Latest data from the 2020 State Ownership Report reveals that State Owned Enterprises (SOEs) recorded an aggregate loss of ¢2.61 billion in 2020. This represents nearly 50% improvement over the 2019 aggregate loss of ¢5.16 billion.
Despite the progress made, the 2020 Report which is based on 132 SEs in total (47 SOEs, 17 JVCs, 54 OSEs and 14 Minority Interests) indicates that only 79 state entities out of 132 submitted audited financial statements.
This represents a marked improvement over the maiden State Ownership Report in 2017, where only five audited financials were submitted for analysis. Nineteen (19) other SEs submitted draft accounts, whilst the number of management accounts received totaled thirty-four (34).
Despite this, the Finance minister, Ken Ofori -Atta is worried about the trend and wants it to be reversed.
He is however calling for stringent steps to be taken to ensure that the forty-one (41) entities that could not honour their reporting obligations do so in the next reporting cycle.
According to the report, SOEs’ combined revenue increased by 19.30%, from ¢37.912 billion in 2019 to ¢45.23 billion in 2020.
All sectors, except communications and transportation, recorded improved revenue in FY2020 relative to FY2019.
On the other hand, direct costs incurred by SOEs collectively in 2020 was however ¢32.9 billion, representing a 12.65% increase from ¢29.213 billion in 2019.
The energy and agricultural sectors were the main contributors, accounting for over 80% of aggregate direct costs of SOEs in FY2020.
Total assets of the SOEs portfolio however stood at ¢171.632 billion, whilst aggregate liabilities recorded was ¢119.5 billion in 2020.
In comparison to 2019, the asset base grew by 15.12% with liabilities rising at a higher pace of 22.47%. Non-current assets accounted for approximately 65.81% of total assets.
For total liabilities, 57.37% was accounted for by short-term liabilities. Aggregate equity of the SOE portfolio went up marginally by 1.18% from ¢51.47 billion in 2019 to ¢52.085 billion in 2020.
Also,. Joint Venture Companies, JVCs, achieved an aggregate net profit of GH¢11.81 million as compared to GH¢1.05 billion recorded in 2019.
Total revenue decreased by 5.82%, from ¢13.80 billion in 2019 to ¢13.005 billion in 2020.
Three out of the 17 JVCs, namely Ghana Rubber Estates Limited, Agricultural Development Bank and GCB, reported consistent increases in total revenue over the 5-year period under review. The energy sector, represented by GOIL, generated the highest total revenue (¢5.578 billion) for JVCs in 2020.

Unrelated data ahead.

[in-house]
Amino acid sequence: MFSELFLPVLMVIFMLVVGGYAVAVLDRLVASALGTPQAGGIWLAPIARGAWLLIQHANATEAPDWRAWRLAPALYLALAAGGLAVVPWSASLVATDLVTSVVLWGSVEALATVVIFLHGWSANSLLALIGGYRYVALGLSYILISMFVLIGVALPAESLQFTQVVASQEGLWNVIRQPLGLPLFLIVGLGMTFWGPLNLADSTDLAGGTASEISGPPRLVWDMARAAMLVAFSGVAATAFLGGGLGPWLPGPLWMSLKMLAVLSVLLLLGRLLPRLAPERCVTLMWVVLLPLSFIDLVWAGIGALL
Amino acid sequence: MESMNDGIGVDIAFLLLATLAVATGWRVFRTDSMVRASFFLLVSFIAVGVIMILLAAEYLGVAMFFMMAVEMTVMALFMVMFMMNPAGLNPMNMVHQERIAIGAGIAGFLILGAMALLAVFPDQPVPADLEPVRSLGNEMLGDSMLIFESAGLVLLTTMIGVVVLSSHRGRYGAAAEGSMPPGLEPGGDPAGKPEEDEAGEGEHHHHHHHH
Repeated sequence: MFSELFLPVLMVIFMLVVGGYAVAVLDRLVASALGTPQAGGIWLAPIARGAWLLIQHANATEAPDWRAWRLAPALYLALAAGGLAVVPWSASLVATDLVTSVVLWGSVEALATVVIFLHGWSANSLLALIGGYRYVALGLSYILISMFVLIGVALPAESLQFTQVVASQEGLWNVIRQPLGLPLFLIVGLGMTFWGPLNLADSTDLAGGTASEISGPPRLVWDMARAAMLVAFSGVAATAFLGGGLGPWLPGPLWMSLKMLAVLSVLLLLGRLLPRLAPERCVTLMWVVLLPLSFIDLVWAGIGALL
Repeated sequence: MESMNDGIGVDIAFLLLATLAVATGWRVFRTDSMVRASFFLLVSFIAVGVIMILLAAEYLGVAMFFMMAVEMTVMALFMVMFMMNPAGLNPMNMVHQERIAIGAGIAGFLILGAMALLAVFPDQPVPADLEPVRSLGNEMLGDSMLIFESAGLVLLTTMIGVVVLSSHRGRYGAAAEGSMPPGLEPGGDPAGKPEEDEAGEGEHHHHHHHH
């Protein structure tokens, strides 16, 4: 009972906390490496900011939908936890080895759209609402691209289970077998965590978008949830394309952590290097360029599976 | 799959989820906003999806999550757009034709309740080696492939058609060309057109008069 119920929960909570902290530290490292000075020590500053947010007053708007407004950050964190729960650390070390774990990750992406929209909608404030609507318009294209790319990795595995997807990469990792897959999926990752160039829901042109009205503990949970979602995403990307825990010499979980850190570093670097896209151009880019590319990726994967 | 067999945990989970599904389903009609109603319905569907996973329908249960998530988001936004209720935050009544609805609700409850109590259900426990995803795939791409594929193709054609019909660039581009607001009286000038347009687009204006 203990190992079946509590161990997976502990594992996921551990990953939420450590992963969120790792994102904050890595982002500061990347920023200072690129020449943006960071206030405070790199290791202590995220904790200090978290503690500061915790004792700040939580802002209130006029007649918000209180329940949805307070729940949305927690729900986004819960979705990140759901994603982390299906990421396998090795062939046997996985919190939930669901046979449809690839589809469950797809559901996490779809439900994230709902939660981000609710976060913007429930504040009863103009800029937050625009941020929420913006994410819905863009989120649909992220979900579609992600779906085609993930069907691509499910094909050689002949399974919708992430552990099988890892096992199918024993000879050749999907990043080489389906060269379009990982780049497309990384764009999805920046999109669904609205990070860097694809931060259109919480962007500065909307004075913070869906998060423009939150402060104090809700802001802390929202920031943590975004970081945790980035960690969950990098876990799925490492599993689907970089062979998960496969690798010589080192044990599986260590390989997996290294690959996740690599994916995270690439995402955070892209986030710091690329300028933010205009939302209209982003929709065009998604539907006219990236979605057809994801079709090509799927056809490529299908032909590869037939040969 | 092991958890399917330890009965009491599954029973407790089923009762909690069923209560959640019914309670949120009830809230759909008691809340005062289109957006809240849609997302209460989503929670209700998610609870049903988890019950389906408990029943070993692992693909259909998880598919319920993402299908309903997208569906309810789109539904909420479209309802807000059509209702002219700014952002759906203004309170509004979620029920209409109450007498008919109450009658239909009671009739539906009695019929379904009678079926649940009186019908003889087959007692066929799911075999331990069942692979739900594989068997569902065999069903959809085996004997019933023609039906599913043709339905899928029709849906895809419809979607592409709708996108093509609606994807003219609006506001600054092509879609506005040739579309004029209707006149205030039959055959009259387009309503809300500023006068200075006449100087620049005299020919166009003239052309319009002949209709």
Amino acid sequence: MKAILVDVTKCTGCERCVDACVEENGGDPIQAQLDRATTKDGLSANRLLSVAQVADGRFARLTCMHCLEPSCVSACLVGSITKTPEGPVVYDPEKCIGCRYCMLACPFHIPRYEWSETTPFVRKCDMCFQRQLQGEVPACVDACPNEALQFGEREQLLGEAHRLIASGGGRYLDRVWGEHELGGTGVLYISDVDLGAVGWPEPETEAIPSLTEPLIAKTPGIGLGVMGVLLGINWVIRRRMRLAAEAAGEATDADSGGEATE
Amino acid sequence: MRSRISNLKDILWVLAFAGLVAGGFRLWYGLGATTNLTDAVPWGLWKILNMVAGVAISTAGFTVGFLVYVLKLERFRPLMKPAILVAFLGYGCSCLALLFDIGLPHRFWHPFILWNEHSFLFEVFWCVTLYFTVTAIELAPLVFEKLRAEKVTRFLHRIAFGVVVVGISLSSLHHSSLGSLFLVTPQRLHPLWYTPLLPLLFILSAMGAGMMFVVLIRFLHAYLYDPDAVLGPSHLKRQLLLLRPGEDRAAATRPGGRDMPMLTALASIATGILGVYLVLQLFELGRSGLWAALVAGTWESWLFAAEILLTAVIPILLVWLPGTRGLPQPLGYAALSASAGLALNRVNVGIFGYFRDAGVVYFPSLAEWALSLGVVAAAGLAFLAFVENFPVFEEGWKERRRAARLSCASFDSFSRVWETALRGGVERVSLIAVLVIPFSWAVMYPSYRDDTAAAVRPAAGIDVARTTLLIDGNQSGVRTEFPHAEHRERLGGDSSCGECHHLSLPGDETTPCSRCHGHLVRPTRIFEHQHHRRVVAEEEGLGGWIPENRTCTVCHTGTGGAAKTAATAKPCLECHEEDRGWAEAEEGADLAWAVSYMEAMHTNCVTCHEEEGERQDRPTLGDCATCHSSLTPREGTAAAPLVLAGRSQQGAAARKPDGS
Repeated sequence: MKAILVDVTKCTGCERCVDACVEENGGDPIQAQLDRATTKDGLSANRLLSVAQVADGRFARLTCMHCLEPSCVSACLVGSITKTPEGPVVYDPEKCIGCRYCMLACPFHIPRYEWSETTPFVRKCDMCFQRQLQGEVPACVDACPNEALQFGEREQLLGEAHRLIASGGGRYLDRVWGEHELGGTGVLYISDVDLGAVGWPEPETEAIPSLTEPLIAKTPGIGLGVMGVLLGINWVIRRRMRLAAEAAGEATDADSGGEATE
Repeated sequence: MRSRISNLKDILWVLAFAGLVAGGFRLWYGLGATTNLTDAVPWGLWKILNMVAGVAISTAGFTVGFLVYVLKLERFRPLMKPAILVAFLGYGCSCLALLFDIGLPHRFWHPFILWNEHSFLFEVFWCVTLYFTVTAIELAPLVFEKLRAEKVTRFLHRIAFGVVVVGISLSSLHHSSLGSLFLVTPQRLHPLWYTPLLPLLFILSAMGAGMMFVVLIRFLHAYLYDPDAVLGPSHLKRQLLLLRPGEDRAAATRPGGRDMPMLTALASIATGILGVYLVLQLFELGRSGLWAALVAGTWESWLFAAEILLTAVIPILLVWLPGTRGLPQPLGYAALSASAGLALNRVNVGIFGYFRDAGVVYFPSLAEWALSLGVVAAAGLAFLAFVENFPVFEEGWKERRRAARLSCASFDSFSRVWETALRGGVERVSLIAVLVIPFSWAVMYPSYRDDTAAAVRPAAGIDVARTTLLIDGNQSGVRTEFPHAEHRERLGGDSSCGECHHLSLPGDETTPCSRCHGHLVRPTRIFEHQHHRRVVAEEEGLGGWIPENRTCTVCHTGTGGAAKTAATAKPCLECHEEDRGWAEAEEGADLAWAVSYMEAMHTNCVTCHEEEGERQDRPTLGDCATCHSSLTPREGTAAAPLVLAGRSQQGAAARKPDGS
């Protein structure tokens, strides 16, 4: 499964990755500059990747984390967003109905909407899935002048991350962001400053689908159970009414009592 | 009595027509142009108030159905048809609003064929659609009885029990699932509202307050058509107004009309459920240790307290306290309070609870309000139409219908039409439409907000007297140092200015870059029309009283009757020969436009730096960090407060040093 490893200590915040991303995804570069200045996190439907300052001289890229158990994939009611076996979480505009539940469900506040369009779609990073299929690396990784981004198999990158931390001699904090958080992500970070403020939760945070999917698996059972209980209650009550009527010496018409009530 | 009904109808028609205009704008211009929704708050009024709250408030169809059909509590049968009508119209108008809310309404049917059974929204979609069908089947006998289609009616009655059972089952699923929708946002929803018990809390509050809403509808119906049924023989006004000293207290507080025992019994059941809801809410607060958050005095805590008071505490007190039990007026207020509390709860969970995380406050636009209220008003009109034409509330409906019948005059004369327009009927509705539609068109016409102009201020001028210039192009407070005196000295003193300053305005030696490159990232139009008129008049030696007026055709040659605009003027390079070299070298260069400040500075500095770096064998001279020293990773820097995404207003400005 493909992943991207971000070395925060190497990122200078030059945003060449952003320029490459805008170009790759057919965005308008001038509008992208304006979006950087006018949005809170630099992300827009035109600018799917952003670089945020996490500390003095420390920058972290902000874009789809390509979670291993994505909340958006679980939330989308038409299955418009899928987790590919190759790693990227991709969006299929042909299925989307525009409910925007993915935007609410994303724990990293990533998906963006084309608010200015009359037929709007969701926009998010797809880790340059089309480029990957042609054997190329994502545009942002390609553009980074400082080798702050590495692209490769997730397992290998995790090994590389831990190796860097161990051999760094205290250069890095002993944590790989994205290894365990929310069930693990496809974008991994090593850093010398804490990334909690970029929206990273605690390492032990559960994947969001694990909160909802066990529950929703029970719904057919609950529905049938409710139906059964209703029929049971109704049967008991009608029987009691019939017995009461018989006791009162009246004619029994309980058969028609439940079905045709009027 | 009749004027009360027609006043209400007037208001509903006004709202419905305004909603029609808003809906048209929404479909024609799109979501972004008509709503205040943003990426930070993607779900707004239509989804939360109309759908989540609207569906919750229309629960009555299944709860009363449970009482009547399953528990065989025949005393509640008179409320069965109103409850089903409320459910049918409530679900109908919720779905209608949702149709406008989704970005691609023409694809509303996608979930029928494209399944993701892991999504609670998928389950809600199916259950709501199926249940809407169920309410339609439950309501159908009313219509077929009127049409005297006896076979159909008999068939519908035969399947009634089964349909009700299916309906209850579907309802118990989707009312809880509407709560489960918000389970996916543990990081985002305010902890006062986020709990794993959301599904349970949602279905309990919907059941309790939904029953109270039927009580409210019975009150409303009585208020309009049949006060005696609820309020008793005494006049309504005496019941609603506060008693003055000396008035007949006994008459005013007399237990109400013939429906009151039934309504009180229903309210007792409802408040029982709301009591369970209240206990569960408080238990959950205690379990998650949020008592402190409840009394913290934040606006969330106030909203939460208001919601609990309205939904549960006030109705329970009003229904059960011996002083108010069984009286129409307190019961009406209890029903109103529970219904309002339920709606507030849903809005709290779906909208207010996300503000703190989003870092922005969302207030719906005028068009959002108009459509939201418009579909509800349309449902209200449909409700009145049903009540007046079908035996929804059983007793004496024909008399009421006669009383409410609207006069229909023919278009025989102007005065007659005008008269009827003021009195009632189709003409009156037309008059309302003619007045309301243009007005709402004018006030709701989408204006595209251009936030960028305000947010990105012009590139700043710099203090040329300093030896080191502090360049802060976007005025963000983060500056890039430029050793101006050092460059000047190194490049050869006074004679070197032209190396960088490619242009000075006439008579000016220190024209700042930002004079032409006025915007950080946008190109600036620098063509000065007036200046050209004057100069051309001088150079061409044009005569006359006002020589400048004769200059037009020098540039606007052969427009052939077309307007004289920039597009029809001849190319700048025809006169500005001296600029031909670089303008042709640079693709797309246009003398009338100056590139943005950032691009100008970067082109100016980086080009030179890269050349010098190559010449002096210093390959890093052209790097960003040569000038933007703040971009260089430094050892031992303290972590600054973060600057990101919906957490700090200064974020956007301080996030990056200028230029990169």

Contrary to the increasing trend between 2016 to 2019, direct costs of JVCs as a whole fell by 13.86% to ¢8.681 billion in 2020.
From 2016, it is observed that direct costs rose steadily from ¢7.274 billion to ¢10.079 billion in 2019.
Looking ahead, the Finance Ministry said the state enterprises are a critical part of the journey to fiscal consolidation and macroeconomic stability. Therefore, non-productive and imprudent approaches must be abandoned for more innovative methods to enable the state entities to comply with the directives emerging from Cabinet at its first quarter meeting in March, 2022.
The Finance Minister further urged governing boards of our SOEs in particular to explore long-term progressive plans anchored on constructive strategies in the face of elevated uncertainty, worldwide volatility and national economic concerns.
Other State Entities
In 2020, Other State Enterprises (OSEs) recorded aggregate revenue of ¢19.361 billion, which is a 29.15% increase from the previous year.
In general, revenues have risen collectively by 27% from 2016 (GHS9.153 billion) to 2020.
The increase in total revenue for 2020 was on account of improved performance from regulatory bodies, from GH¢9.198 billion in 2019 to ¢9.526 billion in 2020.
Revenue of statutory agencies increased from ¢3.586 billion in 2019 to ¢5.912 billion in 2020, while that of benefactor agencies went up from ¢2.033 billion in 2019 to ¢3.805 billion in 2020.
Only the Public Education/ Research Institutions sub-group recorded a reduction in total revenue from ¢172.79 million in 2019 to ¢117.52 million in 2020.
The Minority Interests category recorded an aggregate net profit of GH¢11.25 billion in 2020 against a net loss of ¢62.17 million in the previous year.
The “Minority Interest” simply represents entities, mostly mining firms, in which the Government of Ghana maintains a shareholding threshold of less or equal to 10 percent.
According to the 2020 Report the introduction of this new sub-category – “Minority Interests” is to enhance context-driven assessment.
For revenue, aggregate revenue for Minority Interests entities amounted to ¢53.356 billion in 2020, which is an increase of 29.40%, from 2019 (¢41.234 billion). Over 80% of revenues were from the mining sector.
Direct Costs however saw a slight increase of 2.58%, from ¢28.781 billion in 2019 to ¢29.525 billion in 2020.